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Control of the country's footpaths and the 'right to roam' is to be given to officials from the Ministry of Agricul...
Control of the country's footpaths and the 'right to roam' is to be given to officials from the Ministry of Agriculture, Fisheries and Food in a move environmentalists compared to 'putting Dracula in charge of the blood bank', reported The Independent on Sunday (p7).
They will also be given responsibility for preserving the finest landscapes and for increasing tourism in the countryside under a plan mentioned - but not spelled out in detail - in Labour's election manifesto. The ministry has consistently opposed moves to open up the countryside to walkers, and encouraged and financed the destruction of much of its beauty over the past 50 years, according to the newspaper.
Its handling of this year's foot-and-mouth crisis has both closed footpaths across the country and caused immense damage to tourism. Three-quarters of the country's footpaths are still out of bounds, although Maff admits there is no case of the disease, anywhere in the world, has been caused by walkers. The English Tourism Council estimates the ministry's path-closure policy, predominantly aimed at protecting a£570m meat export trade, will cost the tourism industry£5bn and throw 250,000 people - more than all the farmers in the country - out of work.
Prime minister Tony Blair made a last-minute decision to include in the Labour manifesto a promise to set up a new department of rural affairs, made up of Maff and some parts of the DETR. Until trecently Mr Blair wanted to abolish Maff altogether, after being profoundly disillusioned and angered by its bungling of the foot-and-mouth crisis - but he reluctantly accepted this was impossible in the current climate.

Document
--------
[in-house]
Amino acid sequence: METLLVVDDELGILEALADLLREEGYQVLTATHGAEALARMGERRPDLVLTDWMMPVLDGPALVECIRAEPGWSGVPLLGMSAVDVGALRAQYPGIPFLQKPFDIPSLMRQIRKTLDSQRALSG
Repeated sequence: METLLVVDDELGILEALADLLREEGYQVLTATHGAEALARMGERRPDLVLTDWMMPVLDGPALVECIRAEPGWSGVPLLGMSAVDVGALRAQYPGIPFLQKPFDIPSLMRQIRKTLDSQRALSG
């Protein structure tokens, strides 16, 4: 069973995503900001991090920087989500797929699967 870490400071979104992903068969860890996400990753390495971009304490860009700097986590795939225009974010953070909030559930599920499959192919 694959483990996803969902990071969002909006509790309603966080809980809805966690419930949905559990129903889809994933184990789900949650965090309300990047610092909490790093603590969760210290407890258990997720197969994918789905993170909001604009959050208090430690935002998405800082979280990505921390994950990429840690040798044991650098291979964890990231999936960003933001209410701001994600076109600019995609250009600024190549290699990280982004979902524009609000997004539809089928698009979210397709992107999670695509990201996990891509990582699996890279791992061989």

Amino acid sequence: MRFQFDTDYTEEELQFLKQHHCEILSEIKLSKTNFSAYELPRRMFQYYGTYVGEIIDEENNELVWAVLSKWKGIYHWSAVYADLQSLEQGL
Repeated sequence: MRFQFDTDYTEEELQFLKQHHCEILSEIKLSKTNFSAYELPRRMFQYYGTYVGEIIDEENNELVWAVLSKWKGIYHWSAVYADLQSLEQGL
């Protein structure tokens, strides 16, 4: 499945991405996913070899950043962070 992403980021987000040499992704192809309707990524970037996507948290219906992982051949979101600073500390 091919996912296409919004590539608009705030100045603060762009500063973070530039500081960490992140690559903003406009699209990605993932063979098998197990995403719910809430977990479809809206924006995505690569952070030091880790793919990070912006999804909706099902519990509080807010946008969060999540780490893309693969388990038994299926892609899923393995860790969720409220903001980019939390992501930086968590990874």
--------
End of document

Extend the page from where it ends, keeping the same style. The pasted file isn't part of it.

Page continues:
He plans to give the new department responsibility for the Countryside Agency - which currently reports to John Prescott's DETR. The agency is in charge of protecting England's national parks and areas of outstanding national beauty, of safeguarding its footpath network and implementing the right to roam, and of encouraging rural tourism and businesses.
But Mr Blair has resisted suggestions that it might also be put in charge of protecting wildlife and of English Nature, the government's wildlife watchdog.
The plans would also transfer Maff's responsibilities for land drainage to the DETR. This is an important move because it would give the environment department a responsibility to prevent floods, and make it harder for Maff officials to sponsor destruction of wetlands for agriculture.
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